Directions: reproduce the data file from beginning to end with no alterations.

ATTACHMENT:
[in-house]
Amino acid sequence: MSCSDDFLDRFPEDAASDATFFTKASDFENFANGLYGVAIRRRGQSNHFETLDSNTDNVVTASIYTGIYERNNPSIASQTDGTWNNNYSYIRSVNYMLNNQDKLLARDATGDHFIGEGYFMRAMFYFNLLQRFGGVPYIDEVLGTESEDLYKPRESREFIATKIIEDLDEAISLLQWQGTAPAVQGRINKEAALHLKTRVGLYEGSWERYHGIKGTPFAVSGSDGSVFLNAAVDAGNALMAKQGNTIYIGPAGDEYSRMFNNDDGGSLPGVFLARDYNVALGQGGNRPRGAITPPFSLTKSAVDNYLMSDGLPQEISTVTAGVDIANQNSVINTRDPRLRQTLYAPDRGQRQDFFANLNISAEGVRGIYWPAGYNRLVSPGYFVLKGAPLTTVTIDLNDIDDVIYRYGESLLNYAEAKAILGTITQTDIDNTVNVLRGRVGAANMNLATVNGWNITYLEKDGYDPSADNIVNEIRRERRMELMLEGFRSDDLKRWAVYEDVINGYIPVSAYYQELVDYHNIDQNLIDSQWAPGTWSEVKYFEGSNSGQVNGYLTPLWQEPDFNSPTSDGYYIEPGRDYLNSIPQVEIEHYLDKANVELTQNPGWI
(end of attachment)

[in-house]
Amino acid sequence: MSCSDDFLDRFPEDAASDATFFTKASDFENFANGLYGVAIRRRGQSNHFETLDSNTDNVVTASIYTGIYERNNPSIASQTDGTWNNNYSYIRSVNYMLNNQDKLLARDATGDHFIGEGYFMRAMFYFNLLQRFGGVPYIDEVLGTESEDLYKPRESREFIATKIIEDLDEAISLLQWQGTAPAVQGRINKEAALHLKTRVGLYEGSWERYHGIKGTPFAVSGSDGSVFLNAAVDAGNALMAKQGNTIYIGPAGDEYSRMFNNDDGGSLPGVFLARDYNVALGQGGNRPRGAITPPFSLTKSAVDNYLMSDGLPQEISTVTAGVDIANQNSVINTRDPRLRQTLYAPDRGQRQDFFANLNISAEGVRGIYWPAGYNRLVSPGYFVLKGAPLTTVTIDLNDIDDVIYRYGESLLNYAEAKAILGTITQTDIDNTVNVLRGRVGAANMNLATVNGWNITYLEKDGYDPSADNIVNEIRRERRMELMLEGFRSDDLKRWAVYEDVINGYIPVSAYYQELVDYHNIDQNLIDSQWAPGTWSEVKYFEGSNSGQVNGYLTPLWQEPDFNSPTSDGYYIEPGRDYLNSIPQVEIEHYLDKANVELTQNPGWI